Secrets to Pain-Free Sitting

Secrets to Pain-Free Sitting

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Sitting for long periods can lead to stiffer hips and weakened muscles in the abs and core—all of which can add up to lower back pain. Here’s how to sit better.

Reading Cathryn Ramin’s excellent book, Crooked: Outwitting the Back Pain Industry and Getting on the Road to Recovery, has me suddenly fascinated with all things spinal-related. I’m wondering: What are the best practices when it comes to sitting for extended periods of time? Us desk jockeys suffer from stiffer hips and weakened muscles in the abs and core—all of which can add up to lower back pain.

How to Sit Better

Chair. How high should that darn thing be? Do you need a $1,200 Ergonomic Euro Air Pricey in mica-silver-black? That’s up to you, but according to Apartment Therapy, here’s how to get the height part correct: Stand in front of the chair, and adjust it so that the top of the cushion hits right below the kneecap.

Feet. Uncrossed and flat on the floor. If you happen to be on the shorter side, consider a footrest, which helps keep the body’s weight evenly distributed.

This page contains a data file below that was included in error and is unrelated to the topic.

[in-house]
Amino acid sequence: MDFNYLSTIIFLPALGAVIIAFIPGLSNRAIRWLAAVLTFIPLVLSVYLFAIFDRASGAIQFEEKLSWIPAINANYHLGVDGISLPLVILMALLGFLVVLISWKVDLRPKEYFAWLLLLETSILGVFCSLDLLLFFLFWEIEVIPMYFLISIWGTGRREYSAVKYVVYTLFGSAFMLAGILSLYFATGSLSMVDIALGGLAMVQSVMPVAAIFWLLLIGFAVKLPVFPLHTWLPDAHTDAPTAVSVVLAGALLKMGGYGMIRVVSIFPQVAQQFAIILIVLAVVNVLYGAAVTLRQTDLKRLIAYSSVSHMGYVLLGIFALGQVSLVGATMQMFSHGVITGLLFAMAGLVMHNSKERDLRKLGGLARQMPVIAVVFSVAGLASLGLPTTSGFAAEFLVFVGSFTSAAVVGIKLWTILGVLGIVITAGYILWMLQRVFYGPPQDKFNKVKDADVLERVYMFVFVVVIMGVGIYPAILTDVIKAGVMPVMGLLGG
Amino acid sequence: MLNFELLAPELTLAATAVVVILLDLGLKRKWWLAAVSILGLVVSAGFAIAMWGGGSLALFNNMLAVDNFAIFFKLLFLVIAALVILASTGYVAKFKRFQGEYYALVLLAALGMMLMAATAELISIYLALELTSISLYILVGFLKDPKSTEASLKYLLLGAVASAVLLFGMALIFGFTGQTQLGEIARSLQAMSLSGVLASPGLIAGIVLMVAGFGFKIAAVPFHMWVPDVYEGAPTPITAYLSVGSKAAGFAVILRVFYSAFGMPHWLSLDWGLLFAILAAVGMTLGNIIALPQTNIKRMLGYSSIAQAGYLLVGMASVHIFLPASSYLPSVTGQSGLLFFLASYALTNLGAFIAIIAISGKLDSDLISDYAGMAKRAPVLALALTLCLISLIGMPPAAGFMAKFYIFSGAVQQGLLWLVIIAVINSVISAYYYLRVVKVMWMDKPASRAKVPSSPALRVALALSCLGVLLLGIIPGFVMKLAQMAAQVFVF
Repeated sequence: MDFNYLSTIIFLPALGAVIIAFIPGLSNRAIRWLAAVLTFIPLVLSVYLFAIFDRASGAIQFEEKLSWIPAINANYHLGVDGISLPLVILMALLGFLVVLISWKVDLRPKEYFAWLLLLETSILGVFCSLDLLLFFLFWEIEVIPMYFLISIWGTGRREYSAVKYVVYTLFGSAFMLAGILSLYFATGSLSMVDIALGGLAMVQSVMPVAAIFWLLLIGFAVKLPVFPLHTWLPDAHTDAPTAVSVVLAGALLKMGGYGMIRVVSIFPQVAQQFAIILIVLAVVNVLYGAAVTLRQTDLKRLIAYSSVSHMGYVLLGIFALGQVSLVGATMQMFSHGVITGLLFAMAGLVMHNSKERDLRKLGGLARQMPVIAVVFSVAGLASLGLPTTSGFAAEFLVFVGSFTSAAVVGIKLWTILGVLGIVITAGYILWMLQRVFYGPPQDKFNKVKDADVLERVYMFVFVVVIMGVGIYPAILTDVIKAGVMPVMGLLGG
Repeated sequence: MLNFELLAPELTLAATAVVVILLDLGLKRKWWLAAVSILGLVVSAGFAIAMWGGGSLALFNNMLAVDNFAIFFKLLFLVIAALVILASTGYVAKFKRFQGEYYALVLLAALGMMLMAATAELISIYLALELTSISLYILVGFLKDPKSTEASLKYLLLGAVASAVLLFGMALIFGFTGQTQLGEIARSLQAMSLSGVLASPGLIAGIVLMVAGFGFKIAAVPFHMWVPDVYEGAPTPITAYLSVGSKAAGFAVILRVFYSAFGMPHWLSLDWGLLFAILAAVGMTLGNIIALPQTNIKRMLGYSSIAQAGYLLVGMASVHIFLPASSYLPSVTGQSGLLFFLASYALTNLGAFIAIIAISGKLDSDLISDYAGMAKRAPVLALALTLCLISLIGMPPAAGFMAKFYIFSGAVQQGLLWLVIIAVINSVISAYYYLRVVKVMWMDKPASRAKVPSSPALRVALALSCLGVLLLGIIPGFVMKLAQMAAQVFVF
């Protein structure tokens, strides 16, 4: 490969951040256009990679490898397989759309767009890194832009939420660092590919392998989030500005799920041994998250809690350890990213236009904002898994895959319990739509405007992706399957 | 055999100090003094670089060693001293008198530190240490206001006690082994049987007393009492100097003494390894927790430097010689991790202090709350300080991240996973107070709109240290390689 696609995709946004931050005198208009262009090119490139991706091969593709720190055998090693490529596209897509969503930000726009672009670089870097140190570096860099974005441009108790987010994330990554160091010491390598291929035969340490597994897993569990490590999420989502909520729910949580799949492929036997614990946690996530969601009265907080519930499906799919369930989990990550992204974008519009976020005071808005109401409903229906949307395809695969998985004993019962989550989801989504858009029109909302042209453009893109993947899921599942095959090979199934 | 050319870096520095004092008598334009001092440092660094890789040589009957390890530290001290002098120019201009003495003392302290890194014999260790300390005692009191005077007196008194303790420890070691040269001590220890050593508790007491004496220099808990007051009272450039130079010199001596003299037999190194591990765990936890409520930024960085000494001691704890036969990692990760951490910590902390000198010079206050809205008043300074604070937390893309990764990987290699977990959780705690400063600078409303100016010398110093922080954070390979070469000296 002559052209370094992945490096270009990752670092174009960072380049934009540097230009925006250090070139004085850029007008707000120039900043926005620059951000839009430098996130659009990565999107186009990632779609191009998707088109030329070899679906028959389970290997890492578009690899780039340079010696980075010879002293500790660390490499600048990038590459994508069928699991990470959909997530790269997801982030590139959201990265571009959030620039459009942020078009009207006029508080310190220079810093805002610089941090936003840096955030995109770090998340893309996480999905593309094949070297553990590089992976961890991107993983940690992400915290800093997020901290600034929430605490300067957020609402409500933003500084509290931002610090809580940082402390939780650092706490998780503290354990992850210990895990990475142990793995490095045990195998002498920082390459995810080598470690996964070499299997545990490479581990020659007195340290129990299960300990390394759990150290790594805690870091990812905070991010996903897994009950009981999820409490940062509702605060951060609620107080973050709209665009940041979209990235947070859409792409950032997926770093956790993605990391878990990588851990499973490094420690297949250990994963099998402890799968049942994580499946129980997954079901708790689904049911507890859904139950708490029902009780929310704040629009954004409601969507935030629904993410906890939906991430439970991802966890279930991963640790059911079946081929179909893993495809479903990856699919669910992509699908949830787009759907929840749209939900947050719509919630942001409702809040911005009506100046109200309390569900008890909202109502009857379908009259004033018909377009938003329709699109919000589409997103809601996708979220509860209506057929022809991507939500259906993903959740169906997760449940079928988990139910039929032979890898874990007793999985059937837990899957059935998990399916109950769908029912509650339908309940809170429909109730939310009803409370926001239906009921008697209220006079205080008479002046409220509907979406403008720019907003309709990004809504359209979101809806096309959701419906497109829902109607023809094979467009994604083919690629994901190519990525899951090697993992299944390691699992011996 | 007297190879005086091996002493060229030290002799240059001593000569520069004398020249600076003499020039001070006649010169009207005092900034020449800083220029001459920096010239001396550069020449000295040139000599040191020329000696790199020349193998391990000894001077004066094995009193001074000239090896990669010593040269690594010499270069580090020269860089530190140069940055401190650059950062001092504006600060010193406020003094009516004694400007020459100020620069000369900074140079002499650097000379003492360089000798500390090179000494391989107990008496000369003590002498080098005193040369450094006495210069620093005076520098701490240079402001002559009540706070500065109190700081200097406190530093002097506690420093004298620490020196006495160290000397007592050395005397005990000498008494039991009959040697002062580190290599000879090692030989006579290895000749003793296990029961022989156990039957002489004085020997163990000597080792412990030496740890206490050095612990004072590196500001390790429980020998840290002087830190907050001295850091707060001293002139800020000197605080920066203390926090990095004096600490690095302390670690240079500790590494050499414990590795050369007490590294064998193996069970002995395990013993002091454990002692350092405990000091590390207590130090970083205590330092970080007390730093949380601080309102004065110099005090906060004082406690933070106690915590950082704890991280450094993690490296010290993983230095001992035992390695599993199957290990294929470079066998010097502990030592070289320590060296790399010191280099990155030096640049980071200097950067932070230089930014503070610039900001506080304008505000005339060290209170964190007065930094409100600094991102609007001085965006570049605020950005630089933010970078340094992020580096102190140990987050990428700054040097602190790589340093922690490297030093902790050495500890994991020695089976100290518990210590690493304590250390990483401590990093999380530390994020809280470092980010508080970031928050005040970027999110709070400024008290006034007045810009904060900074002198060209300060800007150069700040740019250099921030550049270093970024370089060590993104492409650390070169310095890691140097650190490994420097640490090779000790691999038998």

Knees. According to the American Chiropractic Association, sit with the knees at or below the level of the hips and keep a small gap between the back of the knees and the front of the seat.

Tush. Um, keep it in action! Try a wobble cushion or “balance disk.” These puffy plastic inflatable cushions keep your muscles engaged. Use it for half an hour or so at first to see how it feels. Gaiam and Stott Pilates make them, as do many other brands.

Back. Fill the hollow of your back with a lumbar support, suggests the Cleveland Clinic. For example, a pillow, rolled-up towel, or specially designed lumbar cushion.

Brain. For more on the subject of sitting and what is and isn't bad for you, read “The Trouble With Chairs” by former massage therapist and science writer Paul Ingraham.

Lastly, don’t forget to stand up as much as possible. Here is our article on “6 Ways to Move Every Hour.”

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